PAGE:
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All Issues > Volume 30, Issue 4

<< Friday, July 18, 2014 >> St. Camillus de Lellis
Isaiah 38:1-6, 21-22, 7-8
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Isaiah 38:10-12, 16 Matthew 12:1-8
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"Thus says the Lord: Put your house in order." —Isaiah 38:1

When King Hezekiah was terminally ill, Isaiah prophesied to him: "Put your house in order, for you are about to die; you shall not recover" (Is 38:1). Hezekiah ignored the first part of this message and prayed for the Lord to spare his life (Is 38:2). The Lord gave him fifteen more years to live (Is 38:5), but Hezekiah still didn't put his house in order.

Hezekiah used his fifteen extra years to do two terrible things. He carelessly and selfishly let messengers from Babylon obtain important information that eventually resulted in the conquest of the chosen people by the Babylonians (Is 39:2, 5-8). Then Hezekiah fathered a son, Manasseh, three years into his extra fifteen years. However, Hezekiah failed to raise his son in godliness. Manasseh reversed the good work of his father (2 Kgs 21:3). "He immolated his son by fire. He practiced soothsaying and divination, and reintroduced the consulting of ghosts and spirits. He did much evil in the Lord's sight" (2 Kgs 21:6), "shedding so much innocent blood as to fill the length and breadth of Jerusalem" (2 Kgs 21:16). Although Manasseh eventually converted to the Lord (2 Chr 33:13), his reign was a catastrophe. This wasn't all Hezekiah's fault, but surely doesn't indicate that Hezekiah ever put his house in order.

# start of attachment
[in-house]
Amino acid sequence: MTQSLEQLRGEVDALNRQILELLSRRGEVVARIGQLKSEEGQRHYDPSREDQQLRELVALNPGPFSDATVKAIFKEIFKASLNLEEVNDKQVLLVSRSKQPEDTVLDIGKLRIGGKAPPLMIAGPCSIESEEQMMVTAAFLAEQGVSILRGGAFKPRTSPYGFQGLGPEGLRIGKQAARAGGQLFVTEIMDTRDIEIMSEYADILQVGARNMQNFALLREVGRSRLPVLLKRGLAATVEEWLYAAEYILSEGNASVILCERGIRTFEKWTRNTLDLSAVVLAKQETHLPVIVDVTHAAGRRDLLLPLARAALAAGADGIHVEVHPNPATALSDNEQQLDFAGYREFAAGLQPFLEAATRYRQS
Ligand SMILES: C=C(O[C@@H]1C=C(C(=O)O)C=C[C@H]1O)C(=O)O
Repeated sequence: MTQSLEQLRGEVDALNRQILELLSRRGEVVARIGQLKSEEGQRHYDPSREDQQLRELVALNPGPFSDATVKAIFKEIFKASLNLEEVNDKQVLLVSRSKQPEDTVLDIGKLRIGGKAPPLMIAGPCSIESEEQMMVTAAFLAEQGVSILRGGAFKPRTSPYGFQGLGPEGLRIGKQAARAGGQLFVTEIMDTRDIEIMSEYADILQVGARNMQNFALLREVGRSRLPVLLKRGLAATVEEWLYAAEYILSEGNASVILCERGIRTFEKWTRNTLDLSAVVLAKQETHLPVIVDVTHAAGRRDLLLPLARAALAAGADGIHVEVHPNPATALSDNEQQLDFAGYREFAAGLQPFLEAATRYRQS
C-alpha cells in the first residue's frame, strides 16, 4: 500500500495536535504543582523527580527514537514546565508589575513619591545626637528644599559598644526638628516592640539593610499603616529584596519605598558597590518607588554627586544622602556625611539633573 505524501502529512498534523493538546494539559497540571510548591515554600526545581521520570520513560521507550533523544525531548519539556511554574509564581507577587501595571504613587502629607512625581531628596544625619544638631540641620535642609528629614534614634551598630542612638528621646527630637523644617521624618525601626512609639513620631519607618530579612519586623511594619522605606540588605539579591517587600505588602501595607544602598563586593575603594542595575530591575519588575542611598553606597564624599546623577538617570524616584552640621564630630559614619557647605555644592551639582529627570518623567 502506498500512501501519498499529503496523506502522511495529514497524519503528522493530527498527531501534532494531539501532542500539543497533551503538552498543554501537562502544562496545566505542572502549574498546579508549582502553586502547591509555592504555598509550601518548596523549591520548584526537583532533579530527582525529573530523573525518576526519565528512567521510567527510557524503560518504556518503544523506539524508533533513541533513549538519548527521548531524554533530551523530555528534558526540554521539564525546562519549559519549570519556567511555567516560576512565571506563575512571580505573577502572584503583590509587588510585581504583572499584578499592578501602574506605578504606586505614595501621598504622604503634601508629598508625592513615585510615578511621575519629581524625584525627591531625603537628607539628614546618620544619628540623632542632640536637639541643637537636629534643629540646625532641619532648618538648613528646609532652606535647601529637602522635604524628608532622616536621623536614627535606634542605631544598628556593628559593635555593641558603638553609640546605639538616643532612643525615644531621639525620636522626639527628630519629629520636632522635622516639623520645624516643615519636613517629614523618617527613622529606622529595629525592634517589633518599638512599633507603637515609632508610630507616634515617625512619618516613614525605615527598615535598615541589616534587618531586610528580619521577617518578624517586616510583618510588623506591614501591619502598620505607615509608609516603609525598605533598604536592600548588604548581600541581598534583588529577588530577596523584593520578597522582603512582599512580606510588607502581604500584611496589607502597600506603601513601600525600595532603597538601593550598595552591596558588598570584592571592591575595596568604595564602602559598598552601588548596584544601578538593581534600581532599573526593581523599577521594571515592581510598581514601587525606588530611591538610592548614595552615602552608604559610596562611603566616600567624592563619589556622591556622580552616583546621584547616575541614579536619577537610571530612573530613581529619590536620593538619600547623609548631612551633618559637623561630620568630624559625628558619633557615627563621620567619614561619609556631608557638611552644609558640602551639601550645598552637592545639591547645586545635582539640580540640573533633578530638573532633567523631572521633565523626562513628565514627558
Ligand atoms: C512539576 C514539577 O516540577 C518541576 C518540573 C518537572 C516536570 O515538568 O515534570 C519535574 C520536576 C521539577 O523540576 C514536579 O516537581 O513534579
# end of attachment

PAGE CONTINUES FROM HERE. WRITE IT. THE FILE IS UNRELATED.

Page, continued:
Put your house in order, or you may set the stage for the destruction of yourself, your family, and your nation.

Prayer: Father, by Your grace, may I put in order my house, relationships, work, finances, entertainment, sexuality, and conversation.
Promise: "The Son of Man is indeed Lord of the sabbath." —Mt 12:8
Praise: St. Camillus was addicted to gambling until Jesus set him free of his addiction and led him to conversion and faith at the age of twenty-five.
Rescript: In accord with the Code of Canon Law, I hereby grant the Nihil Obstat ("Permission to Publish") for One Bread, One Body covering the period from June 1, 2014 through July 31, 2014.
†Most Reverend Joseph R. Binzer, Auxiliary Bishop, Vicar General of the Archdiocese of Cincinnati, January 2, 2014.
The Nihil Obstat ("Permission to Publish") is a declaration that a book or pamphlet is considered to be free of doctrinal or moral error. It is not implied that those who have granted the Nihil Obstat agree with the contents, opinions, or statements expressed.
Volume 30, Issue 4
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